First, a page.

Dollar-Cost Average? Or Lump Sum?

Vanguard looked at the question of when to invest … over time? Or all at once? * Historically, investing all at once leads to greater ending values … primarily because historically markets have gone up over the longer term.

There is a behavioral issue though that comes from the market timing part of our brains. Since the future is completely unknown, trying to time the markets would be difficult since which direction the markets go over the time frame you intend to dribble the money in (dollar cost average) would likely change directions multiple times (just look at daily closes at any given time) … and even the longer term trend would be unknown. It is this fear of the unknown that causes people to hold back from lump sum investing (what if it goes down) and even hold back from dollar cost averaging (they hesitate when it goes down).

According to the results of the study, lump sum yields better long term results. This works for inheritances for example … which tend to be already invested though. Sales of property that was not in the markets is a good example. Another good example is a bonus.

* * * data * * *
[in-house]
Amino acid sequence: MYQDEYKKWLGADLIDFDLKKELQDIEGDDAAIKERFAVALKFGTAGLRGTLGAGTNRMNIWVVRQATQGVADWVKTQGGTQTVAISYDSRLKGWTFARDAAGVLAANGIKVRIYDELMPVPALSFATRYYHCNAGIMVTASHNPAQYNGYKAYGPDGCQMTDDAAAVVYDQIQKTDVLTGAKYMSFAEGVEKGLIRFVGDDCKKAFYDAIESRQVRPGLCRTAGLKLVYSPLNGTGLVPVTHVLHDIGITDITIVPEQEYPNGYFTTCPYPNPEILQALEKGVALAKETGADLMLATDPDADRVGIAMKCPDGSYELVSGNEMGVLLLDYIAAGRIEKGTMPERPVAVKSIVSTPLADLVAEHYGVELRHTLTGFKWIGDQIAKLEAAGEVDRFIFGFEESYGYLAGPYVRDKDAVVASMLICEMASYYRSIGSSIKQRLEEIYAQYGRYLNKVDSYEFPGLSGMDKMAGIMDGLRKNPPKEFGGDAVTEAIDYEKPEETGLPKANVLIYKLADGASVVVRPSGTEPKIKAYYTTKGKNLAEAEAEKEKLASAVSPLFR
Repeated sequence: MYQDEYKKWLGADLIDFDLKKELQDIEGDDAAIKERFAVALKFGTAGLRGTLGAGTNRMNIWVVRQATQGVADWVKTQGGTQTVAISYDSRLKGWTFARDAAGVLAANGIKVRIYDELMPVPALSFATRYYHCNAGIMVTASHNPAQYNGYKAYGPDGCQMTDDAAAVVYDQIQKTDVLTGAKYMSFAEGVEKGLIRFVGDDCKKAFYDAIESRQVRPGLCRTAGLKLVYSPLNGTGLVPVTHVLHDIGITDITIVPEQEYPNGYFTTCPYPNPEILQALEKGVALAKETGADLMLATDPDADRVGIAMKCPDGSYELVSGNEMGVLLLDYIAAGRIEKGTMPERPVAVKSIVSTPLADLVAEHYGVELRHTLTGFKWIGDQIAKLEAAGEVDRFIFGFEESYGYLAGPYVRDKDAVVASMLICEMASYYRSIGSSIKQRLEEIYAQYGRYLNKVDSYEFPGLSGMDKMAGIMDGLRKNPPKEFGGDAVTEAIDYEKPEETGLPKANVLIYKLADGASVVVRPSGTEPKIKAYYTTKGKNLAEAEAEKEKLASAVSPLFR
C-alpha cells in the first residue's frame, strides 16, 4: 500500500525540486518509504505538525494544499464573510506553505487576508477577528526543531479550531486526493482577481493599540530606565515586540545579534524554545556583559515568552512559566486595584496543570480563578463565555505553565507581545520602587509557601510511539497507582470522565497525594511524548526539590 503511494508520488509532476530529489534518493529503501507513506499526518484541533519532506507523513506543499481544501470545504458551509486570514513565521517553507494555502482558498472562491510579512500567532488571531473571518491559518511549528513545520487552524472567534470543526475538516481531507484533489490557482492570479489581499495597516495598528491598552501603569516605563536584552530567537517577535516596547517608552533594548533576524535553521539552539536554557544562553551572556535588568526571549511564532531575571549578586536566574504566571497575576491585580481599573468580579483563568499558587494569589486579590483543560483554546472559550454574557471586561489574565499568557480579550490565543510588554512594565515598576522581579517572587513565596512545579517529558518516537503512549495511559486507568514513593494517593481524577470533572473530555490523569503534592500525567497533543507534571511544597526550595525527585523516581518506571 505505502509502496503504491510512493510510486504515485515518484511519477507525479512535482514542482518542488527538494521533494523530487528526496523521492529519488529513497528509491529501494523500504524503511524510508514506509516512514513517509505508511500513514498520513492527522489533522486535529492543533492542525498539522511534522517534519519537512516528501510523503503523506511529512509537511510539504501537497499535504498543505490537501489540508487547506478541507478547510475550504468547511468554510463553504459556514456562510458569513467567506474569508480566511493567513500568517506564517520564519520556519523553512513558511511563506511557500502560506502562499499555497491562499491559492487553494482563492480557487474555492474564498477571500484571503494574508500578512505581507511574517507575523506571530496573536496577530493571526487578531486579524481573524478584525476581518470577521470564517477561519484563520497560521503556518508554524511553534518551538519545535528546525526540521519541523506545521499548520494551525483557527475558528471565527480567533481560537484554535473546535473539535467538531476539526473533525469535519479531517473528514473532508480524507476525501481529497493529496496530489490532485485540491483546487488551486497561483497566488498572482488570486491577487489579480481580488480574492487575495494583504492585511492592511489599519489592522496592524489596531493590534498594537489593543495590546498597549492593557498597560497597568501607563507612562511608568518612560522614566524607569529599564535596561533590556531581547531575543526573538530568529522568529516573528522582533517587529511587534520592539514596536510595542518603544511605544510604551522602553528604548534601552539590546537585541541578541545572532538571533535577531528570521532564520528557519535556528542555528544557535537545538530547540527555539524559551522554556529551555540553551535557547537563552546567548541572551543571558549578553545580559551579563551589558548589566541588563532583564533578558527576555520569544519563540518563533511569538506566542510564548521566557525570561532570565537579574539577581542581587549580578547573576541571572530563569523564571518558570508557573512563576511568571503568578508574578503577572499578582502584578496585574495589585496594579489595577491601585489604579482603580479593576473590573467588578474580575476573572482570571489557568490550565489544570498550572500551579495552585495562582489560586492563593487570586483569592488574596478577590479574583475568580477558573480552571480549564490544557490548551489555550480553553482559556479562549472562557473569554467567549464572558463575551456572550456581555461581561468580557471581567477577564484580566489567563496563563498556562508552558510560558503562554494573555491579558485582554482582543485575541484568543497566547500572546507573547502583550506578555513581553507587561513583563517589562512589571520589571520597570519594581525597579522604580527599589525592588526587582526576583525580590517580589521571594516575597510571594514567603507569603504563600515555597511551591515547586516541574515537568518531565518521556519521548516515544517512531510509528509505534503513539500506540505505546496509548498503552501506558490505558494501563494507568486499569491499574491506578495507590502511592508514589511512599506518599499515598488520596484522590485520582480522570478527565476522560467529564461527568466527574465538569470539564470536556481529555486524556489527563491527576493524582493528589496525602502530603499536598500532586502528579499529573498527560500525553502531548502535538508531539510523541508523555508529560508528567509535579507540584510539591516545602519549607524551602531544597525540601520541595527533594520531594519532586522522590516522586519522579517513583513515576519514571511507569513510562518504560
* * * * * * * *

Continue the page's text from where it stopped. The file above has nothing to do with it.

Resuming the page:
What if you don’t have a lump sum? Well you do … it is what you choose to invest for retirement or any other goal you have. It is best to invest money when you receive it, in this case monthly when you are paid, rather than save it up in savings for example and then invest that larger sum once a year. Don’ t do the later since this is confusing automatic investing (money you get monthly) with dollar cost averaging (money you got as a windfall).

Here’s an article on the choice: Dollar-Cost Averaging? Is It a Good Idea | by

* “Why Dollar-Cost Averaging Is a Lousy Retirement Investing Strategy” by Walter Updegrave (with link to Vanguard’s summary within article).

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